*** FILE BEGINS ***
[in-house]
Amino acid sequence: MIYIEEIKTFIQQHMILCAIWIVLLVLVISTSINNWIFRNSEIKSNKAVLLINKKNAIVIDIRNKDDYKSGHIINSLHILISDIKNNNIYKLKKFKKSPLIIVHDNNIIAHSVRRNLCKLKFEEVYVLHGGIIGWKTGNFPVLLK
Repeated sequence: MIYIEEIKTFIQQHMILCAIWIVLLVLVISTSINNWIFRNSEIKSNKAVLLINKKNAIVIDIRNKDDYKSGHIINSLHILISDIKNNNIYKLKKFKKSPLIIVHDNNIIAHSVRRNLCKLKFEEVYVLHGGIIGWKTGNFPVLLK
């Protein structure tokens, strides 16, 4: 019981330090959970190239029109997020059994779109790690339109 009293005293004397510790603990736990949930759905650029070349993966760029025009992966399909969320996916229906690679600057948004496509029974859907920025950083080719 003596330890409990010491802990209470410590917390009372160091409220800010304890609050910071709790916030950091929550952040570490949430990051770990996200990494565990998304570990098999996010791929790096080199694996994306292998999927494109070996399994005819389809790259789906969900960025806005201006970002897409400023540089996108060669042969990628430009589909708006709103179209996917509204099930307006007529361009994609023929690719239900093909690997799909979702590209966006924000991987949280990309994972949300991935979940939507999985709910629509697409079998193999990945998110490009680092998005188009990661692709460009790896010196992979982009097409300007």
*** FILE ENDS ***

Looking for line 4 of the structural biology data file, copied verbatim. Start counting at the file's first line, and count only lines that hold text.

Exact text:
């Protein structure tokens, strides 16, 4: 019981330090959970190239029109997020059994779109790690339109 009293005293004397510790603990736990949930759905650029070349993966760029025009992966399909969320996916229906690679600057948004496509029974859907920025950083080719 003596330890409990010491802990209470410590917390009372160091409220800010304890609050910071709790916030950091929550952040570490949430990051770990996200990494565990998304570990098999996010791929790096080199694996994306292998999927494109070996399994005819389809790259789906969900960025806005201006970002897409400023540089996108060669042969990628430009589909708006709103179209996917509204099930307006007529361009994609023929690719239900093909690997799909979702590209966006924000991987949280990309994972949300991935979940939507999985709910629509697409079998193999990945998110490009680092998005188009990661692709460009790896010196992979982009097409300007």